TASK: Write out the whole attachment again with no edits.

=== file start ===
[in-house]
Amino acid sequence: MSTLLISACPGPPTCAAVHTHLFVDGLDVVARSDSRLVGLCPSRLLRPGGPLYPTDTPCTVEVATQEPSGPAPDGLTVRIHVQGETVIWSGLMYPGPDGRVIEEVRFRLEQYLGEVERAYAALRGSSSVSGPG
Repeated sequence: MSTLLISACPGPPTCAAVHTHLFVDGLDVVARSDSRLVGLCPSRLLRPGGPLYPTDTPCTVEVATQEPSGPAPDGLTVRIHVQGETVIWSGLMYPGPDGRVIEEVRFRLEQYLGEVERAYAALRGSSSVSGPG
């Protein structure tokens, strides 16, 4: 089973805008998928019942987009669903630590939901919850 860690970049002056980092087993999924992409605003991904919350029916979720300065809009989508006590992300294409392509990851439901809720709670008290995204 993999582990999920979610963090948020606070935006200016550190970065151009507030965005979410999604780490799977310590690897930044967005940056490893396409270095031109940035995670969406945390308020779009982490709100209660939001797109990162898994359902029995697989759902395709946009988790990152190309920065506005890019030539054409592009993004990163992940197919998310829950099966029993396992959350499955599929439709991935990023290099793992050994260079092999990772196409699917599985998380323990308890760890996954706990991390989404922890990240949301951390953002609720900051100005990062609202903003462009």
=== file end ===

[in-house]
Amino acid sequence: MSTLLISACPGPPTCAAVHTHLFVDGLDVVARSDSRLVGLCPSRLLRPGGPLYPTDTPCTVEVATQEPSGPAPDGLTVRIHVQGETVIWSGLMYPGPDGRVIEEVRFRLEQYLGEVERAYAALRGSSSVSGPG
Repeated sequence: MSTLLISACPGPPTCAAVHTHLFVDGLDVVARSDSRLVGLCPSRLLRPGGPLYPTDTPCTVEVATQEPSGPAPDGLTVRIHVQGETVIWSGLMYPGPDGRVIEEVRFRLEQYLGEVERAYAALRGSSSVSGPG
């Protein structure tokens, strides 16, 4: 089973805008998928019942987009669903630590939901919850 860690970049002056980092087993999924992409605003991904919350029916979720300065809009989508006590992300294409392509990851439901809720709670008290995204 993999582990999920979610963090948020606070935006200016550190970065151009507030965005979410999604780490799977310590690897930044967005940056490893396409270095031109940035995670969406945390308020779009982490709100209660939001797109990162898994359902029995697989759902395709946009988790990152190309920065506005890019030539054409592009993004990163992940197919998310829950099966029993396992959350499955599929439709991935990023290099793992050994260079092999990772196409699917599985998380323990308890760890996954706990991390989404922890990240949301951390953002609720900051100005990062609202903003462009």